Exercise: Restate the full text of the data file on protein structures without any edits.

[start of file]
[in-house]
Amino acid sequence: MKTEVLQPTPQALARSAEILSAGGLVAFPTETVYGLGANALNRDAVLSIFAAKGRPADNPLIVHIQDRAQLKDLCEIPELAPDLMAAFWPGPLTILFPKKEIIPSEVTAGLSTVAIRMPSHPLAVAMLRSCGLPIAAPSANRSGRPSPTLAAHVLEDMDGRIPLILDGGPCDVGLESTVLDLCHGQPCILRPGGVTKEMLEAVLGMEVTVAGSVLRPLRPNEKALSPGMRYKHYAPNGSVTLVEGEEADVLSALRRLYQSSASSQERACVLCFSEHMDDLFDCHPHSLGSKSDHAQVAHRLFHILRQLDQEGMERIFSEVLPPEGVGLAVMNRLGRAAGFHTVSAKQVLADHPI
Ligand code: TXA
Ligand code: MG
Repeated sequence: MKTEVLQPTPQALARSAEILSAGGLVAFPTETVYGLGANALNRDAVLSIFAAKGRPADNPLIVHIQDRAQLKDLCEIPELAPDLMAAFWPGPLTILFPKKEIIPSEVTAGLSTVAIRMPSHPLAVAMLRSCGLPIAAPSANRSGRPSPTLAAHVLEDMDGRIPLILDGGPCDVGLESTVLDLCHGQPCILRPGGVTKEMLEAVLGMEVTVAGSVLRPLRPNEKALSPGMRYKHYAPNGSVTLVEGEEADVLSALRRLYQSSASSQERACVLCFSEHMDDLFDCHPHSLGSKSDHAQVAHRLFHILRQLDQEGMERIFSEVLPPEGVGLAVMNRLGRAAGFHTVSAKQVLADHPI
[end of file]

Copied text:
[in-house]
Amino acid sequence: MKTEVLQPTPQALARSAEILSAGGLVAFPTETVYGLGANALNRDAVLSIFAAKGRPADNPLIVHIQDRAQLKDLCEIPELAPDLMAAFWPGPLTILFPKKEIIPSEVTAGLSTVAIRMPSHPLAVAMLRSCGLPIAAPSANRSGRPSPTLAAHVLEDMDGRIPLILDGGPCDVGLESTVLDLCHGQPCILRPGGVTKEMLEAVLGMEVTVAGSVLRPLRPNEKALSPGMRYKHYAPNGSVTLVEGEEADVLSALRRLYQSSASSQERACVLCFSEHMDDLFDCHPHSLGSKSDHAQVAHRLFHILRQLDQEGMERIFSEVLPPEGVGLAVMNRLGRAAGFHTVSAKQVLADHPI
Ligand code: TXA
Ligand code: MG
Repeated sequence: MKTEVLQPTPQALARSAEILSAGGLVAFPTETVYGLGANALNRDAVLSIFAAKGRPADNPLIVHIQDRAQLKDLCEIPELAPDLMAAFWPGPLTILFPKKEIIPSEVTAGLSTVAIRMPSHPLAVAMLRSCGLPIAAPSANRSGRPSPTLAAHVLEDMDGRIPLILDGGPCDVGLESTVLDLCHGQPCILRPGGVTKEMLEAVLGMEVTVAGSVLRPLRPNEKALSPGMRYKHYAPNGSVTLVEGEEADVLSALRRLYQSSASSQERACVLCFSEHMDDLFDCHPHSLGSKSDHAQVAHRLFHILRQLDQEGMERIFSEVLPPEGVGLAVMNRLGRAAGFHTVSAKQVLADHPI